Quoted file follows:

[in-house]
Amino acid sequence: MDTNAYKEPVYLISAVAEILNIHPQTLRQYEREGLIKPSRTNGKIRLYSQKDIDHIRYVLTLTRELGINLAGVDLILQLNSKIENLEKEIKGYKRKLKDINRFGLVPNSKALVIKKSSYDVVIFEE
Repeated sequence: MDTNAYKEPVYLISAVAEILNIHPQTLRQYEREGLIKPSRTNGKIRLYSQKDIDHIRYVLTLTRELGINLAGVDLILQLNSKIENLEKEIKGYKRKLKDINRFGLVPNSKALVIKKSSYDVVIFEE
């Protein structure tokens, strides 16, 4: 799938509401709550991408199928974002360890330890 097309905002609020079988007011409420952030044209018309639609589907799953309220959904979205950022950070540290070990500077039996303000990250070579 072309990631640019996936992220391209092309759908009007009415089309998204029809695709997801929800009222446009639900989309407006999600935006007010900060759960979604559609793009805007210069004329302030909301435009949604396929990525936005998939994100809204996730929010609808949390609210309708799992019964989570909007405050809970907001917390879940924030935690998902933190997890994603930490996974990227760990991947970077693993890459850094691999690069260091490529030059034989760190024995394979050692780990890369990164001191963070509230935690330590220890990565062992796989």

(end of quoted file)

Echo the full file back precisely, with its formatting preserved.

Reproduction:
[in-house]
Amino acid sequence: MDTNAYKEPVYLISAVAEILNIHPQTLRQYEREGLIKPSRTNGKIRLYSQKDIDHIRYVLTLTRELGINLAGVDLILQLNSKIENLEKEIKGYKRKLKDINRFGLVPNSKALVIKKSSYDVVIFEE
Repeated sequence: MDTNAYKEPVYLISAVAEILNIHPQTLRQYEREGLIKPSRTNGKIRLYSQKDIDHIRYVLTLTRELGINLAGVDLILQLNSKIENLEKEIKGYKRKLKDINRFGLVPNSKALVIKKSSYDVVIFEE
């Protein structure tokens, strides 16, 4: 799938509401709550991408199928974002360890330890 097309905002609020079988007011409420952030044209018309639609589907799953309220959904979205950022950070540290070990500077039996303000990250070579 072309990631640019996936992220391209092309759908009007009415089309998204029809695709997801929800009222446009639900989309407006999600935006007010900060759960979604559609793009805007210069004329302030909301435009949604396929990525936005998939994100809204996730929010609808949390609210309708799992019964989570909007405050809970907001917390879940924030935690998902933190997890994603930490996974990227760990991947970077693993890459850094691999690069260091490529030059034989760190024995394979050692780990890369990164001191963070509230935690330590220890990565062992796989």